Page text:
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Links to my published articles online
List of Publications with Full Citations

Adolescent Diary Weblogs and the Unseen Audience

Conversations in the Blogosphere: An Analysis "from the Bottom Up". Hawaii International Conference on System Sciences (HICSS-38) Best Paper Nominee.

Weblogs as a bridging genre

Bridging the Gap: A Genre Analysis of Weblogs. Winner of the 2004 EduBlog Awards as best paper.

Common Visual Design Elements of Weblogs

Women and Children Last: The Discursive Construction of Weblogs

Time until my next publication submission deadline
27 March 2006 23:59:59 UTC-0500

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The Performativity of Naming: Adolescent Weblog Names as Metaphor

Buxom Girls and Boys in Baseball Hats: Adolescent Avatars in Graphical Chat Spaces

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31 March 2006 23:59:59 UTC-0500

Adolescents and Teens Online Bibiliography
Last updated July 8, 2005.

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Last Updated November 22, 2005.

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My Book2
New books are added but reading status is rarely accurate.

January 27, 2006

Why we love to hate peer review comments

Yesterday I received a rejection on a paper submitted for publication back in November. Rejection is always a nasty thing, and I do not take criticism any better than the average person. Why? Well I worked hard on this "extended abstract." In truth, no one I know has ever written an abstract like this CFP requested, so I was flying blind. As such, I gave my self plenty of room to soar or fail as either was extremely possible. Clearly, the later was the case, though you have to crawl before you walk and my skinned knees prove that point.

I've written before, though I can't find the post at the moment, about how I tend to handle these things. First, I do a quick review of what the reviewers wrote, and then I set the whole thing aside for a day or so to let me deal with the rejection before I tackle the constructive part of the process. Then, when I am ready - and usually after some cathartic complaining to friends and colleagues - I read the whole packet again and try to glean useful comments from what was presented.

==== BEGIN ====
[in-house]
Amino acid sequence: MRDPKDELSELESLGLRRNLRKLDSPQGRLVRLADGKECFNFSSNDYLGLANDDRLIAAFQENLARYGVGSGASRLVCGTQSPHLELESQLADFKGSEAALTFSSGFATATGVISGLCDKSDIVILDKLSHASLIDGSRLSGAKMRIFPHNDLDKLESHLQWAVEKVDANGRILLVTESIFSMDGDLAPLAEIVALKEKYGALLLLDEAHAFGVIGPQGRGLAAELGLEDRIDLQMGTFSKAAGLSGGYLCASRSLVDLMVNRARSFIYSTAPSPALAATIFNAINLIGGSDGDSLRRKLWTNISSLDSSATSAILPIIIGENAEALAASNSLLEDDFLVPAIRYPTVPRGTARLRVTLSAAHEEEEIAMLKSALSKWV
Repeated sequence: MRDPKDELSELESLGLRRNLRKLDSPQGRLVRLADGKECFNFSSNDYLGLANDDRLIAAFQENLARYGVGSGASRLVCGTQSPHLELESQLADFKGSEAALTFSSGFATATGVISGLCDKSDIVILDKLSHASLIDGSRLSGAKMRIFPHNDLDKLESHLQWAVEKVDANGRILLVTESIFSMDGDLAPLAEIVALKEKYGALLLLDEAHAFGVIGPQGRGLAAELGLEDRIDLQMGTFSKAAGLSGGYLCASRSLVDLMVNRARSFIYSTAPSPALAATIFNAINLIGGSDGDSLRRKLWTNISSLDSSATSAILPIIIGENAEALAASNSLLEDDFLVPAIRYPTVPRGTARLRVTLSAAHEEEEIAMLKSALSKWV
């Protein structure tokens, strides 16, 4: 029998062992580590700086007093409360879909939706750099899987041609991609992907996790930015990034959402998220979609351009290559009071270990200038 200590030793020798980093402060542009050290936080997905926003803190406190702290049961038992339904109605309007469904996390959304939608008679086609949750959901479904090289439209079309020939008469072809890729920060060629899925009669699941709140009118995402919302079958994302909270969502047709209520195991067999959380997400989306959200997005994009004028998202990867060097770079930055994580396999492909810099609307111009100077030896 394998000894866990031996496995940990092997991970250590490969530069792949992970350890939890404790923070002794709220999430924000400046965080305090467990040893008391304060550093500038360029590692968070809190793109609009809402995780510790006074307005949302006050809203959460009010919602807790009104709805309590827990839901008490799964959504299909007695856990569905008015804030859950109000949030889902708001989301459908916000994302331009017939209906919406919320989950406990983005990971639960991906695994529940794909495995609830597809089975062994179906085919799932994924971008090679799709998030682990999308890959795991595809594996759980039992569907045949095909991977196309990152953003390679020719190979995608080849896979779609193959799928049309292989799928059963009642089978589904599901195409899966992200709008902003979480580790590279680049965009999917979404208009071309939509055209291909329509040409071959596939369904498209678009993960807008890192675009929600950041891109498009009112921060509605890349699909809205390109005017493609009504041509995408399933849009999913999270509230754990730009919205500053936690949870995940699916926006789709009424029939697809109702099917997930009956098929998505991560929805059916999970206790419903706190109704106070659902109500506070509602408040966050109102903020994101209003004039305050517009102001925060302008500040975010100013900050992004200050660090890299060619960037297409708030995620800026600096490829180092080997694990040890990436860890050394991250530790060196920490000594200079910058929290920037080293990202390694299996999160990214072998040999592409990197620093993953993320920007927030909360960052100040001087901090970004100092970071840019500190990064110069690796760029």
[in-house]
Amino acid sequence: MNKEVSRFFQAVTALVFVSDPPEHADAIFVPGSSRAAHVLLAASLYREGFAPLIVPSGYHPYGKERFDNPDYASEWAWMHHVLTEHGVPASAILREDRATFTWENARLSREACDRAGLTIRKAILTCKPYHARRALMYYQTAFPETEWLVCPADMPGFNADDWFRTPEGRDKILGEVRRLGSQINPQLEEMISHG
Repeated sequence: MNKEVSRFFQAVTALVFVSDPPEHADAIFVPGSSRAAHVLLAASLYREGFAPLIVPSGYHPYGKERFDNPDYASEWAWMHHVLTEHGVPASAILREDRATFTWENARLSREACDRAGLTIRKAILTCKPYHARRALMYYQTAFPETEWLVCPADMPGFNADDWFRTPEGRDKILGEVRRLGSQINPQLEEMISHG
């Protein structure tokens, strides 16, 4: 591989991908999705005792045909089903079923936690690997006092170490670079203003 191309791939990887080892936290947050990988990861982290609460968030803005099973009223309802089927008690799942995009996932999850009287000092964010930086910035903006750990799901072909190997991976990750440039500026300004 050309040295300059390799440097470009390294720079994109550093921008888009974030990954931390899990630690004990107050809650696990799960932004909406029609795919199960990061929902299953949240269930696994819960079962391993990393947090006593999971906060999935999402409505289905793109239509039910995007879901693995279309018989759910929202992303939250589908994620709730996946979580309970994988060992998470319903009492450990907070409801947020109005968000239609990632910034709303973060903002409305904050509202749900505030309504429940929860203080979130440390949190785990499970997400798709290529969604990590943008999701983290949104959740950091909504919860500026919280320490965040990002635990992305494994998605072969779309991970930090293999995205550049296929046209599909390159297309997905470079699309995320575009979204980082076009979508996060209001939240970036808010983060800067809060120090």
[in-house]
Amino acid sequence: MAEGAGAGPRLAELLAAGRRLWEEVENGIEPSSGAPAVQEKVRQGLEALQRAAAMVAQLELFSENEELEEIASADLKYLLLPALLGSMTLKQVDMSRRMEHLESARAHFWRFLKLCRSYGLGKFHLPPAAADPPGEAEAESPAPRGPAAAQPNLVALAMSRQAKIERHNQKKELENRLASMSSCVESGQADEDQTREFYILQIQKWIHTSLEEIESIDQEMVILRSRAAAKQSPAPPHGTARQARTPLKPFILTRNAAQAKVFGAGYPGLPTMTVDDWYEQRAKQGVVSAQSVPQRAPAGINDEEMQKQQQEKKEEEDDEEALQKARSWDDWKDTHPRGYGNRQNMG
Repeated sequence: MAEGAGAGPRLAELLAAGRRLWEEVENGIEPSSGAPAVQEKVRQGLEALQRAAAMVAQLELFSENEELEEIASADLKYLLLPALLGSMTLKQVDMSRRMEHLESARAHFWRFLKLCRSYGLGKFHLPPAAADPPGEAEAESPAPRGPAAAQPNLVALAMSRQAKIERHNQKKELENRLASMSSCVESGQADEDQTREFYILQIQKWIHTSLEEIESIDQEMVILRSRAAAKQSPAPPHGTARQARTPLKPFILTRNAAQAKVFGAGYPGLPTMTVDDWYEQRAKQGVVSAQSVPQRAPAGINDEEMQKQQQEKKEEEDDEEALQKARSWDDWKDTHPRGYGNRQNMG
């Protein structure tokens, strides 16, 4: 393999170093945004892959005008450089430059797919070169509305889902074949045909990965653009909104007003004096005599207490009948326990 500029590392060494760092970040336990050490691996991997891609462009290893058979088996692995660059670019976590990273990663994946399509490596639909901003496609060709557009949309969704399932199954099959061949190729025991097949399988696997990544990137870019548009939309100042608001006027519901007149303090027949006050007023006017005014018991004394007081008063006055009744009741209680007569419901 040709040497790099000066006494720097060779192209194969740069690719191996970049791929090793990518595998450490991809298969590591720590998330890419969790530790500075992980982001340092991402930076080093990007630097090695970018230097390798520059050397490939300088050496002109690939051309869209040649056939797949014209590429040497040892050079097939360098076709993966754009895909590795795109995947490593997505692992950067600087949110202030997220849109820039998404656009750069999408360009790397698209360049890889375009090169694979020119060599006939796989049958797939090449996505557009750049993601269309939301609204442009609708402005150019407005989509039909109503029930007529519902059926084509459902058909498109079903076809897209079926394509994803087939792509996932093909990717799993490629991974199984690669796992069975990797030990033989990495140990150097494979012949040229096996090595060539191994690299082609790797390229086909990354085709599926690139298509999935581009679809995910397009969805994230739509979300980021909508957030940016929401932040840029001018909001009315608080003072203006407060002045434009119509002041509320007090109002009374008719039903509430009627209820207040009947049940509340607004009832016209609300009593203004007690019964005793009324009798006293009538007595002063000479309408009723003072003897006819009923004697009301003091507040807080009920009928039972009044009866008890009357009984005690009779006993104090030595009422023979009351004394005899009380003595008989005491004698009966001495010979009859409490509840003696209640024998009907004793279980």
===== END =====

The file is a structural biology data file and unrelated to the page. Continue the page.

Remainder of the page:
So today, I sat down to read the reviewer's comments in more detail and to take away what I can from the process. One reviewer has many constructive comments that if used may well help strengthen the paper, or at least help target it more closely to the goals of this publication. Their tone is supportive, though firm. I read the comments, yesterday and today, as well meaning and I can definitely learn from what they are saying.

The other is less useful and as such becomes a different kind of learning tool. In these cases, I always look at the comments to find what I can take away and use to make my own reviews stronger. Reviews are places to be constructive not to exercise one's ability to "one up" the writer, nor is it the place to criticize just because the research is not done as the reviewer would have done it. From conversations with other scholars, I know all of us fight these tendencies when we write reviews.

As with reading reviews, I think review writers should lay their work aside for a day or two, then reread, and edit. One of the main questions on our minds, as we reread our comments, should be "What would I think if I received these comments on my work?" I'm not suggesting that comments should be sugar-coated rather that somewhere we keep an eye to the fact that constructive and mean are two very different things.

Oh and believe me I've written some critical comments myself. However, I usually make myself stop and take a deep breath before I revise what I have written. Just as I take time and I stop before I read comments I receive. A clear mind is a wonderful thing.

Related posts:
Upcoming quietness on prolurker
Getting an extended abstract ready for submission

Posted by prolurkr at January 27, 2006 03:25 PM

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